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Nowhere To Go But Up

Gail reports on the perils of sky-high Broccolini.

By Gail Simmons

From where I sat as an armchair judge, this appeared to be one of the most promising Elimination Challenges our chefs have faced thus far. I assure you, I do not fly first class all that often, but in my opinion our chefs had nowhere to go but up. It is safe to say that airplane food is one culinary genre that could use a serious upgrade across the board. The majority of my mile-high gastro-explorations have left something to be desired. The best dish I ever ate on a plane was my own creation at the first-class make-your-own-sundae bar on a late-night flight from New York to California about two years ago. Does that even count? I mean, no "cooking" actually went into its preparation unless you count the warming of hot fudge sauce.

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Well, at long last, many airlines are starting to do something about this. With programs in place such as Continental's Congress of Chefs, as well as my friend Michelle Bernstein consulting for Delta Airlines and wine expert Joshua Wesson picking wines for JetBlue, there is hope that one day soon we may enjoy satisfying food and drink at cruising altitude. In the meantime, on Top Chef our contestants were also given a chance to prove to the world that it may be possible to serve a decent meal on-board an aircraft.

Watching the show unfold, I could not help being reminded of a similar challenge we gave the contestants on Top Chef Season One, when we asked them to make individually portioned meals, reheat them in the microwave and serve them to a hungry group of ladies who lunch. Many of the same rules apply now as they did then and, amazingly, it seems as though many of the same mistakes were made, most notably serving overcooked meat and vegetables.

The dishes that worked best on the plane were those that were more thought through. Hung knew his Chilean Sea Bass with Basque Sauce would hold up to extra heating time due to its high natural oil content. Casey used a very classic flavor combination with meat she knew she could under-cook slightly to retain its juiciness, and created picture-perfect Veal Medallions with a Cremini Mushroom, Apple and Brandy Sauce. On the other hand, those that failed clearly showed lack of connective reasoning. It could not have been a coincidence that the bottom three choices in this week's episode all included poorly executed side dishes that appeared to the diners as complete afterthoughts. While Brian's Prime New York Strip Steak may have been overwhelming in size, it was his Butter Poached Peruvian Lobster and Purple Potato Hash that brought him to the Judges' Table. Same goes for Sarah's Fig Couscous and, of course, CJ's dreaded Broccolini.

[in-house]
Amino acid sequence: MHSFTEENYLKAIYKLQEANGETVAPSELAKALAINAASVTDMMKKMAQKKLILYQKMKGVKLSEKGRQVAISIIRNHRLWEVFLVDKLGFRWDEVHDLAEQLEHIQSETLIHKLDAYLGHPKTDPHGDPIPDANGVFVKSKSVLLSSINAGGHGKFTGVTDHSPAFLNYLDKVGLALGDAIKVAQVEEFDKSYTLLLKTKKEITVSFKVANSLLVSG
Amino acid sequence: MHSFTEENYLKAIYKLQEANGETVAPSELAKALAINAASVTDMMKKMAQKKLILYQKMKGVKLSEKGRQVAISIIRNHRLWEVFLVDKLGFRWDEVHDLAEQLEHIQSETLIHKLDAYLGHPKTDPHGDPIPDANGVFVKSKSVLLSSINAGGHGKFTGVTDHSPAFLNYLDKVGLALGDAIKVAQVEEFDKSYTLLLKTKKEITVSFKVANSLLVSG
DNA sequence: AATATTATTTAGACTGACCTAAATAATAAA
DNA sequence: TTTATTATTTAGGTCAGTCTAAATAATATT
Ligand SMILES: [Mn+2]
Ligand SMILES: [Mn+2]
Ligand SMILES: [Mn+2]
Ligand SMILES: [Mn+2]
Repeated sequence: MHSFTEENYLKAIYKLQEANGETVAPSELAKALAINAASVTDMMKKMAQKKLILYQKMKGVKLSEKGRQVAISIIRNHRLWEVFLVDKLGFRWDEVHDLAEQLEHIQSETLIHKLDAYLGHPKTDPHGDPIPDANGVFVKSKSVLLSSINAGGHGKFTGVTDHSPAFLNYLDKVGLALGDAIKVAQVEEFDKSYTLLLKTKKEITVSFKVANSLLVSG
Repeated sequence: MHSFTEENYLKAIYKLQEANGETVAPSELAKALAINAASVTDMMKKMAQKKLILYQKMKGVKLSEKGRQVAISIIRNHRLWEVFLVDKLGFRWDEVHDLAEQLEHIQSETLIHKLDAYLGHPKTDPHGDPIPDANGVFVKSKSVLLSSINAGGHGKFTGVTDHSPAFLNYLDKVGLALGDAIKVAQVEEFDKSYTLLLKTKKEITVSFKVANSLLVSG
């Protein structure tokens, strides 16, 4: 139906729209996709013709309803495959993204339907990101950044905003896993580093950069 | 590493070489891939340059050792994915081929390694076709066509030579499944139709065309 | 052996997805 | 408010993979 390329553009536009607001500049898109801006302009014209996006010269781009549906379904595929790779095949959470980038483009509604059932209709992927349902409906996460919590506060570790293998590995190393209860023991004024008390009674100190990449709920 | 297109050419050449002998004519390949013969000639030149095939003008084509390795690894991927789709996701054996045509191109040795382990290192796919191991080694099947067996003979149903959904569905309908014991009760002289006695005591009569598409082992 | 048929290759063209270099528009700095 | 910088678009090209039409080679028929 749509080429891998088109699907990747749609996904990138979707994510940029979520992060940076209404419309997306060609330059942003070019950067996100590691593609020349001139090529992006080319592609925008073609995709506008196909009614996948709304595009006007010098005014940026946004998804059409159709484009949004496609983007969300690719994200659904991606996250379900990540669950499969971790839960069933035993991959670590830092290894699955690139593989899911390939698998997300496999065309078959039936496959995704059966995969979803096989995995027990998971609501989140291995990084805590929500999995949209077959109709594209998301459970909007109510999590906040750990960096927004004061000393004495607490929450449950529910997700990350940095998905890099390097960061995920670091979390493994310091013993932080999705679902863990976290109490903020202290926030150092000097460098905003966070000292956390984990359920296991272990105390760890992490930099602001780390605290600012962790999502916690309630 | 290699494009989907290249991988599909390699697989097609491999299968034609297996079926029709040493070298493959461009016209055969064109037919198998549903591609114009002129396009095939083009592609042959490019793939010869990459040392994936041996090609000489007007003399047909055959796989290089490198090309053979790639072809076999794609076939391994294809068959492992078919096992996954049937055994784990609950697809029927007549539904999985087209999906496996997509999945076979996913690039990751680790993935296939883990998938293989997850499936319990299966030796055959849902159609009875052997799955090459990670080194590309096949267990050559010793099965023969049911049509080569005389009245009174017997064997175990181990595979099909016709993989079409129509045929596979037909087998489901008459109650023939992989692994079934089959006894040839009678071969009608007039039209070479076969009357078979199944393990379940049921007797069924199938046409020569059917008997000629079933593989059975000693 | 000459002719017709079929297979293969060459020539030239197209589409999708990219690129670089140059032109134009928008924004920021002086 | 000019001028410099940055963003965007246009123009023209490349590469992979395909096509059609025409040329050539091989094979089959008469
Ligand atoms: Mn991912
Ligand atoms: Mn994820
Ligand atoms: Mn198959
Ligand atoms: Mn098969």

I think Tom hit the nail on the head when he saw what the chefs were preparing early on and stated that if good food went into each dish, good food would come out. From the description alone, CJ's entire dish of Pan Seared Halibut on a bed of Toasted Farro with Mint Creme Sauce, Roasted Broccolini with Breadcrumbs and Mint Vinaigrette stopped me in my tracks. Regardless of how well or poorly he prepared it, I have two totally subjective issues with his dish. First off, each time I read its description I thought I was reading a preparation for lamb. Seriously, read it again and tell me it would not have been significantly more appealing if he has used lamb chops or lamb loin?

Second, the thought of fish on a plane with mint creme is just about the last thing I personally would want to eat. Deciding to make fish is, in and of itself, a bold move. Steamy, overcooked fish is a smell I have experienced all too often on planes and it does not go over well. Hung is lucky to have gotten away with it, but I am afraid poor CJ suffered a different fate. I know he was greatly admired by many of his fellow contestants and I wish I had the chance to have said good-bye to him in person. I know he has worked incredibly hard to get to this place and has overcome obstacles few of us can imagine. I have a sneaking suspicion he will resurface again soon and do something not only worthwhile and fun, but also quite delicious. Until then, let's just hope he remains firmly planted on the ground.

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